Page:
A: That's a very good word: self-awareness. Absolutely.
“An even distribution of weight enabling someone or something to remain upright and steady. A situation in which different elements are equal or in the correct proportions. This could be mental or emotional stability, the relative volume of various sources of sound, or harmony of design and proportion. An apparatus for weighing, especially one with a central pivot, beam, and two scales.”
Q: In which case should we seek help immediately? I mean, which signs indicate we must seek emergency kind of help?
A: I would say, if a person's getting to the point where there's an extreme pain, ten-out-of-ten, nothing's helping, blood pressure's going up for sure. I would say anything crossing 140, you should investigate it.. Also, if they feel like they're gonna collapse, extreme vomiting that doesn't stop, extreme fevers - those would all be an emergency type of situations. Oh, also if vision gets effected. That would be a big one as well.
Q: Okay. Thank you. Which of our daily activities can make things worse? What we might be doing routinely that promotes the problem?
A: So, using same three categories. Physically, if someone has a job which is very difficult on the cervical, neck, or shoulders, they want to be careful. If someone is doing heavy weight lifting, they should be careful with that.
Chemically, it's their diet. Again, if I had to say, caffeine is very, very bad. If they could start to reduce it, that would be great. Obviously, drinking more water. Alcohol, of course, is very negative. Sugars as well. But I'd have to say, if you ask me - what is the one action step they can make today - if they could please cut down on caffeine, they should notice changes. I believe so.
And then the emotional component. That's more difficult to work on. The one easy thing I can recommend for stress is to start practicing some deep breathing techniques. Also, journaling. Getting that stress out on paper is very helpful. Maybe listening to your favorite music to unwind. Going for a walk. Talking to some friends - to someone they trust.
Meditation, prayer, depending on what they feel comfortable with. That would be a biggie.
Q: Amazing. Just to add to this, I know that you have an abbreviation to remember those stress-inducing substances. SADC - sugar, alcohol, dairy, caffeine. It was very easy and helpful for me to memorize.
Q: In this flow, what is your take on effects of marijuana? I mean, when we reach for it in order to cope with stress. Overall, does it make "head-pressure" problem worse, or better?
A: My feeling is with the marijuana is that it may give someone the sense of temporary relief, but again, it's almost like taking over-the-counter medication or a painkiller. I think it's masking a root problem. If someone's in extreme stress and they can't even function, I understand, but I think in long-term there has to be a different solution. To keep saying, "I'm gonna use the marijuana for these conditions" - isn't going to help much. I think we have to go deeper. So, I would hope that someone would look at other options or be open to it. Not think that's the end all. Keep looking.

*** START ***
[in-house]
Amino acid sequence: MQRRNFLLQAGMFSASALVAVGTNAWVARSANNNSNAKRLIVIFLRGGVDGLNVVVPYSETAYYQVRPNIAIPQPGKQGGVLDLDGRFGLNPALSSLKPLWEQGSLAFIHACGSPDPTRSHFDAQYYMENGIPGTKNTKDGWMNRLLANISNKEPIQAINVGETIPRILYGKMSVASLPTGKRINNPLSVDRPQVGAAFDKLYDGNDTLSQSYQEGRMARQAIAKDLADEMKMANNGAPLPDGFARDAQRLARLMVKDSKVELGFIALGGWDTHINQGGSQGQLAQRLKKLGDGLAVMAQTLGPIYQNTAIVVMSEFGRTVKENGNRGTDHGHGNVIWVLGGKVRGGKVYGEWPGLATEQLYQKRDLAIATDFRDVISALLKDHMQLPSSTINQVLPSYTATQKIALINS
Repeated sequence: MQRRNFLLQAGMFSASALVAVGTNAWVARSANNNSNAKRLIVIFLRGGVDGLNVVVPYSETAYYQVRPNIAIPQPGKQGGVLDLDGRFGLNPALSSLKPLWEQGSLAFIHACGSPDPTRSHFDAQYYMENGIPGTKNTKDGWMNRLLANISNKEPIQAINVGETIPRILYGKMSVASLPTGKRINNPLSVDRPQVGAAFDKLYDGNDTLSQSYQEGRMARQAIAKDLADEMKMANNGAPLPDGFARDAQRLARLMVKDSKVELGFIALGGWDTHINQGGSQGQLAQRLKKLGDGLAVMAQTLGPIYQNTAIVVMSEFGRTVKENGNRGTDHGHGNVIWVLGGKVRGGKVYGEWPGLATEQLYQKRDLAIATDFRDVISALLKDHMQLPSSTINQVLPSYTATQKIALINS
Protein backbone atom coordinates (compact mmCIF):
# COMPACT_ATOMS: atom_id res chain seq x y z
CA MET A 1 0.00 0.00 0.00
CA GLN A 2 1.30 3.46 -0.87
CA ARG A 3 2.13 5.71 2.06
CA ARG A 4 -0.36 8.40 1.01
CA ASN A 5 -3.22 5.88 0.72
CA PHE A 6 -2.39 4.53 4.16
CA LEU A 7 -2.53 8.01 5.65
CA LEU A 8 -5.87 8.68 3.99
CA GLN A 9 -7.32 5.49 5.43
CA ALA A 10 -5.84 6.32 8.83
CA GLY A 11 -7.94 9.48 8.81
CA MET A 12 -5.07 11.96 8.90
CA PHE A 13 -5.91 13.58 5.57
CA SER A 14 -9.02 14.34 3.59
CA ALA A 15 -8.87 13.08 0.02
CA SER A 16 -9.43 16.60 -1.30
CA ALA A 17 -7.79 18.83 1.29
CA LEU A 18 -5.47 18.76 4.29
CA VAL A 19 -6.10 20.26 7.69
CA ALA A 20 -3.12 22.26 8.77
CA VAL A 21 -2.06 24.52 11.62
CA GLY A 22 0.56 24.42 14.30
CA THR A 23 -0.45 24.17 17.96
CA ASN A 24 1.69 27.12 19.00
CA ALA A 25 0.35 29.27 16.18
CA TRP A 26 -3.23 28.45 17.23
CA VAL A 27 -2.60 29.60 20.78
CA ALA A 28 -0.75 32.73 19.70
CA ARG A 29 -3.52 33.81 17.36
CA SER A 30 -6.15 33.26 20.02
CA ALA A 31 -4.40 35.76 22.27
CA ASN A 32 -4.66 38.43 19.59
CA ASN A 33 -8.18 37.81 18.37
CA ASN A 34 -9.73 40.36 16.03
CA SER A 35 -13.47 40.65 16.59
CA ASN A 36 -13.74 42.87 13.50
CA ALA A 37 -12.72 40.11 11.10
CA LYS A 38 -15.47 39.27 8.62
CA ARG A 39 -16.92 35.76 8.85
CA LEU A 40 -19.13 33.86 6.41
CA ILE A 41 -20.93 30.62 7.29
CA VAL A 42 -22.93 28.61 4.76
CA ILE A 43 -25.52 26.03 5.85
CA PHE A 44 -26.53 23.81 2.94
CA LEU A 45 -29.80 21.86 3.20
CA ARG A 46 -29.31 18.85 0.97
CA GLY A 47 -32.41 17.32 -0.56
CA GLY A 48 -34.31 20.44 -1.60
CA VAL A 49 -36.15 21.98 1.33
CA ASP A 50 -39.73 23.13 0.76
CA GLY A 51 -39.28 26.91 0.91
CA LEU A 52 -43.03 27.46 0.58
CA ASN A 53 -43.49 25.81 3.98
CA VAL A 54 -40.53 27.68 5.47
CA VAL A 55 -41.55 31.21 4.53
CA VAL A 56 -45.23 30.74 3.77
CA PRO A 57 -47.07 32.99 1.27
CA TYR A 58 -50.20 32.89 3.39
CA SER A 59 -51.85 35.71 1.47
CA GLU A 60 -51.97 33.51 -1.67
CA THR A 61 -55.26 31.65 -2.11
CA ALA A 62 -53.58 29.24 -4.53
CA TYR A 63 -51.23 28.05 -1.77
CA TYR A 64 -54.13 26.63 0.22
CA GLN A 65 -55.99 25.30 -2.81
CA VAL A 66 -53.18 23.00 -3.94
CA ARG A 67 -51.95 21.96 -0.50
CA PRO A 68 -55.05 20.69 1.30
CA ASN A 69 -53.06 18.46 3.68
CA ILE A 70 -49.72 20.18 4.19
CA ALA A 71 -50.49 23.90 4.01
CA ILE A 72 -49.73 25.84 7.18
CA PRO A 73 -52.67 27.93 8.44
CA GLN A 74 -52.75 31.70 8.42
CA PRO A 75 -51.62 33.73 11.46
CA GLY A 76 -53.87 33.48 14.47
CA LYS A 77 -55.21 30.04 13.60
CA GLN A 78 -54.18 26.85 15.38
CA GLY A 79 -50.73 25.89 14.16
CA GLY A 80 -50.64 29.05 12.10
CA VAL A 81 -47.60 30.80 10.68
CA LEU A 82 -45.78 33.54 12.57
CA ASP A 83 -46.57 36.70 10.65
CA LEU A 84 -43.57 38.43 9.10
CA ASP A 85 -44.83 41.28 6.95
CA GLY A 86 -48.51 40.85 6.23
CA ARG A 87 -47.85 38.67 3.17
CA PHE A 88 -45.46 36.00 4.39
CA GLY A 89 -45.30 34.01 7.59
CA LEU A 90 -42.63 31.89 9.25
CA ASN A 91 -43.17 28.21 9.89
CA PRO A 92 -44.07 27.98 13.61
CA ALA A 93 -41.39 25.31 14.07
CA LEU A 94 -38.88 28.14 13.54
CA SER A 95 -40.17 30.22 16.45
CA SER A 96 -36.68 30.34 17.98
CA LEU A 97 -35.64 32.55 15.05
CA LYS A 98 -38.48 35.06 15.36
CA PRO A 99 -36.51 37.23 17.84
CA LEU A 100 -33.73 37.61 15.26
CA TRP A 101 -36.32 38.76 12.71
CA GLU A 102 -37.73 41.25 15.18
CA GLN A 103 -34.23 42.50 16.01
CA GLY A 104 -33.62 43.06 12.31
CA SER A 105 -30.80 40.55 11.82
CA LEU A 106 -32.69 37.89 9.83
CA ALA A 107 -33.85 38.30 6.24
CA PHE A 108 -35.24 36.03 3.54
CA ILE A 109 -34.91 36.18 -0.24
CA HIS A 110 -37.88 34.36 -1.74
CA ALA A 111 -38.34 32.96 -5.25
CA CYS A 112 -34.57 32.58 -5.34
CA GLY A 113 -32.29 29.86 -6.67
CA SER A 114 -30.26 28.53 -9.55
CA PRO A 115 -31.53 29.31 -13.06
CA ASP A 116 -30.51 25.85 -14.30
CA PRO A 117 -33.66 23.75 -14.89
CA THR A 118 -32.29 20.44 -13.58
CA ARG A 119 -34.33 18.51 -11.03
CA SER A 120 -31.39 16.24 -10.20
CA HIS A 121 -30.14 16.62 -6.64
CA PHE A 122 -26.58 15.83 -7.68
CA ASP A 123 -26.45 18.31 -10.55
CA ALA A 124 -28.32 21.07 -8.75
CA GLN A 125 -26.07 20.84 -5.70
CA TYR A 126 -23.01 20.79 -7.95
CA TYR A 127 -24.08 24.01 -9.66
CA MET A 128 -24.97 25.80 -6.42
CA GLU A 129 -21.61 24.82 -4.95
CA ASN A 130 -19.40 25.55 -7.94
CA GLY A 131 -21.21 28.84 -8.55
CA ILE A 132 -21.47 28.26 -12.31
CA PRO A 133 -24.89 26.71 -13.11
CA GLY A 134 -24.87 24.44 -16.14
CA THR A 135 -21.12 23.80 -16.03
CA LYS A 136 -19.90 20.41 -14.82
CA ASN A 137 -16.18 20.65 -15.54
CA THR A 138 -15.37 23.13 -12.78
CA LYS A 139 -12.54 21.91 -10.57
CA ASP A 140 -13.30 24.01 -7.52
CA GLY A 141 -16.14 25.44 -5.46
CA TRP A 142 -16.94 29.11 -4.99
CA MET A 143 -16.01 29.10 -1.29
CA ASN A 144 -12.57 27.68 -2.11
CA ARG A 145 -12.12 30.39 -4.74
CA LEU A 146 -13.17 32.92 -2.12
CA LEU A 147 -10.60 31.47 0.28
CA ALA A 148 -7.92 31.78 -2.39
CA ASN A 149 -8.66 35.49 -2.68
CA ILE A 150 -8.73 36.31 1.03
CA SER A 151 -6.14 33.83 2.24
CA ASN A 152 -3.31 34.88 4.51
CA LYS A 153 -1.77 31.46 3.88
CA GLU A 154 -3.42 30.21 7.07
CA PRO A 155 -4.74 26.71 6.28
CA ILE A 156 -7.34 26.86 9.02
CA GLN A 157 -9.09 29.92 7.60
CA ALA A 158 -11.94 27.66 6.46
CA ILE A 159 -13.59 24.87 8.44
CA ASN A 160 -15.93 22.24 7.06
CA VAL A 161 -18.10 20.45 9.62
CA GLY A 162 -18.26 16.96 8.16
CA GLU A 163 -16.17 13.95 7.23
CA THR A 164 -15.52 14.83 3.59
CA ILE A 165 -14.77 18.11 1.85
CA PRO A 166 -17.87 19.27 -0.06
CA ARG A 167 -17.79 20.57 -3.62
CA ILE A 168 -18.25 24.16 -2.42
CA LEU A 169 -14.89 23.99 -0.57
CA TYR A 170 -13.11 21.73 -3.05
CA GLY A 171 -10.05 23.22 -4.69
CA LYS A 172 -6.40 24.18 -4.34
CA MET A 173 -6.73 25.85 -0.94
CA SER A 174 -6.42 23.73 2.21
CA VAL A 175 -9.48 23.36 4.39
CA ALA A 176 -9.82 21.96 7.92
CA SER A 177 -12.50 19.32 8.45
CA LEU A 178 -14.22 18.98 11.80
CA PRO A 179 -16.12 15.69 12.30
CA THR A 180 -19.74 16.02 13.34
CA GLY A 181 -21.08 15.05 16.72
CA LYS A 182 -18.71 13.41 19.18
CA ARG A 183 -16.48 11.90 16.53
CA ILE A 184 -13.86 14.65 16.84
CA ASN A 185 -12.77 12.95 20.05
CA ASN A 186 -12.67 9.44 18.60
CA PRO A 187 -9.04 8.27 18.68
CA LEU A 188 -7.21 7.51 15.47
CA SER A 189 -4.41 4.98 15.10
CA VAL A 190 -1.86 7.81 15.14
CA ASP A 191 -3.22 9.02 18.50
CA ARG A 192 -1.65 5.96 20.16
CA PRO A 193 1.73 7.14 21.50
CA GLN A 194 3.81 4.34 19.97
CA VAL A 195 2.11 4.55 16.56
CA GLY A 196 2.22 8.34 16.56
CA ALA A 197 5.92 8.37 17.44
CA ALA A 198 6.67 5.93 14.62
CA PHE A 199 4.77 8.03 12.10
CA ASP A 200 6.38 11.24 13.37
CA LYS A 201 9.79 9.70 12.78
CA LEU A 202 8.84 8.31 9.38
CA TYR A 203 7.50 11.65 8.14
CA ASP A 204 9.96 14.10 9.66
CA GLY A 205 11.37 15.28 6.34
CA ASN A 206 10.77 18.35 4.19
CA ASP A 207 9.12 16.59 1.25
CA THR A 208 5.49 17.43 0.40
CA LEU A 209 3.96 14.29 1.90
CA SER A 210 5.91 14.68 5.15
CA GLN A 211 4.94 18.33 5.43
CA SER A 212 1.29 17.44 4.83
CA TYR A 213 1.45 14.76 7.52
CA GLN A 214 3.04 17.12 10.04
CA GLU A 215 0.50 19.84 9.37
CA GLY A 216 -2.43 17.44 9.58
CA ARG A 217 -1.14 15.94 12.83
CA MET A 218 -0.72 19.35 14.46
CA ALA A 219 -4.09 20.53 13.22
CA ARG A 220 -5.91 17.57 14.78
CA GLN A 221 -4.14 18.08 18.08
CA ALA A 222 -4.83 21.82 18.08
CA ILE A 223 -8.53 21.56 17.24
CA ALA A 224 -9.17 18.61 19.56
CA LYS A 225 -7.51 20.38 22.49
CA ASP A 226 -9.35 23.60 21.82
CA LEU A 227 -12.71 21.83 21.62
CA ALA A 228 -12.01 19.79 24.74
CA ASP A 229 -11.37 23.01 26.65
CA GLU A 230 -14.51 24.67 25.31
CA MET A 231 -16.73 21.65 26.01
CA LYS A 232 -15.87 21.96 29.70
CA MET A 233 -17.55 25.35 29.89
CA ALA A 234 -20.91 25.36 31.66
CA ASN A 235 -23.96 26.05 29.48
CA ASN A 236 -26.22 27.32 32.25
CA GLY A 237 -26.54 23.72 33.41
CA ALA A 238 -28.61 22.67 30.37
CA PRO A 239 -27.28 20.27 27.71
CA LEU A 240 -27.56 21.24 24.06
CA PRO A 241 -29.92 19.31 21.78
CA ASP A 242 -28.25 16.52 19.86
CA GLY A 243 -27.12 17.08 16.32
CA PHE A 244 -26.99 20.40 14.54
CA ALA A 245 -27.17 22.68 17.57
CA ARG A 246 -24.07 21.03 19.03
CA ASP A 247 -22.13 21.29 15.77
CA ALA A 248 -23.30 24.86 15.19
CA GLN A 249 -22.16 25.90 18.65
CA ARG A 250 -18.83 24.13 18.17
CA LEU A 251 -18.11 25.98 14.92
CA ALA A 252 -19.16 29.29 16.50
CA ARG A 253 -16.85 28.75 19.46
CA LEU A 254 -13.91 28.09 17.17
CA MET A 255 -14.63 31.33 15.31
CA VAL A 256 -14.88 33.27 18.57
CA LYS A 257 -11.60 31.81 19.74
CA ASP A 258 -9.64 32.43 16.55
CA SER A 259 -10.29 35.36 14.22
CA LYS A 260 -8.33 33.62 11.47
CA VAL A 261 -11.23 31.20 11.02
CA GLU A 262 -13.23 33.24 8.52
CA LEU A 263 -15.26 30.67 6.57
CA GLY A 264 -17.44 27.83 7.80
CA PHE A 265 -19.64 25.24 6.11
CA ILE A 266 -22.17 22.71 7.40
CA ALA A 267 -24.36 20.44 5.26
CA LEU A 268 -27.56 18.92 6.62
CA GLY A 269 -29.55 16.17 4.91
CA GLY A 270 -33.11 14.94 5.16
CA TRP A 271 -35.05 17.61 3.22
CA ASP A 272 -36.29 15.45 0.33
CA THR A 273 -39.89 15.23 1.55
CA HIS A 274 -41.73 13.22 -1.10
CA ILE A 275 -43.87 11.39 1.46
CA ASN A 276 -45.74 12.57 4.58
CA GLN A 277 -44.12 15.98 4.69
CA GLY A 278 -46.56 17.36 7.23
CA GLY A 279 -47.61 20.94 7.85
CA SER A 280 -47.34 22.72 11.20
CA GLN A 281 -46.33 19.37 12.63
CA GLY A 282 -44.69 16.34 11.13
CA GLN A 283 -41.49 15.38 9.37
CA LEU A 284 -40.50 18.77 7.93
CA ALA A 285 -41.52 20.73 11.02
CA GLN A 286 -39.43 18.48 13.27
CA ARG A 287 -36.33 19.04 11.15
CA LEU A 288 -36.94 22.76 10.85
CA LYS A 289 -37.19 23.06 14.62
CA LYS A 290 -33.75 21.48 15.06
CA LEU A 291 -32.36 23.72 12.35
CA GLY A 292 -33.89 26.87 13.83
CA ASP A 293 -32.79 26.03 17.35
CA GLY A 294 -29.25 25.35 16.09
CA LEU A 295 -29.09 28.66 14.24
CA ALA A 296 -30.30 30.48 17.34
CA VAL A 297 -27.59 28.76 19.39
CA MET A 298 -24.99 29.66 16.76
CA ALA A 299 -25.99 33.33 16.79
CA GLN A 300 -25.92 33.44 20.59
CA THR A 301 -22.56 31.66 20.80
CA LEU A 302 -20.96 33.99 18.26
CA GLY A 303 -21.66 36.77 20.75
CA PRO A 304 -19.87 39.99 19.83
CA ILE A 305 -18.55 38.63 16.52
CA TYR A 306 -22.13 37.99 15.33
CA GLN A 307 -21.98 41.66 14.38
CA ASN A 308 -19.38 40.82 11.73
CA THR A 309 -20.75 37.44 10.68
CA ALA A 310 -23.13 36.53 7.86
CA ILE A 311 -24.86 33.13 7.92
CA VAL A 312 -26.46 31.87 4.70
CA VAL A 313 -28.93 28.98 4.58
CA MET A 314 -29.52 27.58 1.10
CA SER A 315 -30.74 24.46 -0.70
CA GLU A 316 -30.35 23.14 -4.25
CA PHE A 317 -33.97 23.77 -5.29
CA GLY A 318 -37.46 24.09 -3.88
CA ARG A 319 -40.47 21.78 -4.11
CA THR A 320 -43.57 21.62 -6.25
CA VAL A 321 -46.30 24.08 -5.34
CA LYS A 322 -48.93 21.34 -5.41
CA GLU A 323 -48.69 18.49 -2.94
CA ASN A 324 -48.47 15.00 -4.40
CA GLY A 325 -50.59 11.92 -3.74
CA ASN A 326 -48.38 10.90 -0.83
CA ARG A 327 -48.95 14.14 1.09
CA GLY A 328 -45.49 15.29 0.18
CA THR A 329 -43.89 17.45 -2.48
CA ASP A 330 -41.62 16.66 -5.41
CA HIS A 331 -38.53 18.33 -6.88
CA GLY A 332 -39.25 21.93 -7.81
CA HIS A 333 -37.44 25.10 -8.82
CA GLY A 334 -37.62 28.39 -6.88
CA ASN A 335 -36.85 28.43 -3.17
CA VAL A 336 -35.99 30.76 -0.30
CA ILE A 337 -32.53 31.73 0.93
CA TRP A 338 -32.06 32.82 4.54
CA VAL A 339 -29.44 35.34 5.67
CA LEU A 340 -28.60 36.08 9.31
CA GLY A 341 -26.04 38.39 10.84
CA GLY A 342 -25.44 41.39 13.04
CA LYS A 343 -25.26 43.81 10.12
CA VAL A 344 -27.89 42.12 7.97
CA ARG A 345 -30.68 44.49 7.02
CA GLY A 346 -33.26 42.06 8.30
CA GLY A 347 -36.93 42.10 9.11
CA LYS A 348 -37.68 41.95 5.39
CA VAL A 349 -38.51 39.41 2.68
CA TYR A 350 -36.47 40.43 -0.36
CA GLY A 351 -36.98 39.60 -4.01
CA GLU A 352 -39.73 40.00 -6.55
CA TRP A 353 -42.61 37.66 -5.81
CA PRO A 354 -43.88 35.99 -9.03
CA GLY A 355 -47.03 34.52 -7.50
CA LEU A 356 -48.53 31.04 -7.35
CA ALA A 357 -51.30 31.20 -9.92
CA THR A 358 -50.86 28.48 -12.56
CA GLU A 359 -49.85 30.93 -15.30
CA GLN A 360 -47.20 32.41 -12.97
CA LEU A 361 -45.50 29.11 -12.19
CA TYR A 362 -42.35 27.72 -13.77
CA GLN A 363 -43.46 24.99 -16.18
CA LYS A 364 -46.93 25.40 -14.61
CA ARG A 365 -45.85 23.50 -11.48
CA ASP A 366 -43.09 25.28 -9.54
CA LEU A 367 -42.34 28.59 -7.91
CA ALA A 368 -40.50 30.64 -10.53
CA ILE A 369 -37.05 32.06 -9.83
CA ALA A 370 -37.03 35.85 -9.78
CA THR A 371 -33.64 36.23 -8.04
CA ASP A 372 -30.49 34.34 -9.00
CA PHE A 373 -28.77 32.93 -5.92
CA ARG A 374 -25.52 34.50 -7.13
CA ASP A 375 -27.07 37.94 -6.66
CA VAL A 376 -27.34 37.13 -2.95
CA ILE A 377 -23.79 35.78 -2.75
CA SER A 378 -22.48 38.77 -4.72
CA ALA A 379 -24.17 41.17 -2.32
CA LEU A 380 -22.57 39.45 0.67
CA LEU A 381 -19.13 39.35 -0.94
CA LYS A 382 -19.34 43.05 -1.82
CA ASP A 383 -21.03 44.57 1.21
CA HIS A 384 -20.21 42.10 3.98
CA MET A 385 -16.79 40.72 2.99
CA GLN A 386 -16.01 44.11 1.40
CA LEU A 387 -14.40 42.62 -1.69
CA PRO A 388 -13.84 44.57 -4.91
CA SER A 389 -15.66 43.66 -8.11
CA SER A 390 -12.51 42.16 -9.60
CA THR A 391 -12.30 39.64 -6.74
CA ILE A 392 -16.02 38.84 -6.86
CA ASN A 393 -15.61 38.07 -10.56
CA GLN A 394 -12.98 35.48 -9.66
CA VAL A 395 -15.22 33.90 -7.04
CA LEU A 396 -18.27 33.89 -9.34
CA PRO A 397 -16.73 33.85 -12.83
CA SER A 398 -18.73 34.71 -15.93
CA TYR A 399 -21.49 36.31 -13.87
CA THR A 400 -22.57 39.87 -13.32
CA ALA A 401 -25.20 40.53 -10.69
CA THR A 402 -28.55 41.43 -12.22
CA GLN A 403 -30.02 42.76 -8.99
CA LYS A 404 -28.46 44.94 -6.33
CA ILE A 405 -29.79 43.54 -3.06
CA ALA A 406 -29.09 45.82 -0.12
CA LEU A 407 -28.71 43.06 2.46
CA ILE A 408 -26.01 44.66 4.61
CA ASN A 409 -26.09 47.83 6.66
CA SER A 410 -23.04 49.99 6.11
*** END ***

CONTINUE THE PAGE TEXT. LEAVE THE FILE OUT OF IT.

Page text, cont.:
Q: I know first-hand how it masks the problem leaving you wandering in the foggy reality that sucks all wonder and motivation out of you.
A: It masks it. From what I've seen in the research, it is addictive. I find when I've looked at the research that it seems to sedate people. It doesn't seem like they thrive or be as active, so again I think we kind of substituting one issue for another. In my opinion, we're not getting to the root cause.
Q: Beautiful. Thank you. So, now I will read the exact question that somebody asked on the website.
"Sometimes I feel just pressure in my head. Sometimes it's accompanied by ringing in my ears. Sometimes I go without ringing for months, but with the pressure. Sometimes the opposite. I cannot determine what's connected to my activities and what is happening".
A: So, what I'm hearing is they have pressure and ringing in their ears. Is that correct?
A: So, what I would say to that person - start thinking holistically. The same nerves that go into your eyes, ears, nose, throat. They're all interrelated. So, depending on where that suppression on your nerve is, you get ringing. Another time it reflects as a feeling of pressure. Sometimes it can be both. But they're actually related. It's your body. But how we should interpret it? Learn to listen. Your body is begging for help. It's saying "please help me".
Q: Okay. Then, how to listen to our bodies? How do we find a way to interpret its "call"?
A: I'd say sleep position is critical. So, if you sleep the wrong way, lack of sleep, poor quality of sleep, that's huge. Take note of it. Maybe that one night you had red wine, you usually have white. You did something different in the diet. You had more sugar than you should've. You had some more ice cream or whatever. Maybe that weekend, or on a Wednesday, you got into a fight with your spouse, your kids stressed you out, something happened at work.
Sometimes it feels like it's out of control and we feel there's no triggers but if you can take a moment - we would find it. And I would keep a diary, say "Okay, Tuesday was a fantastic day. Wednesday was a horrible day. I guess it's random." Step back and ask your readers if they can just analyze it. I can tell you ninety percent of the time you'll probably come up with something. But do the work. Investigate.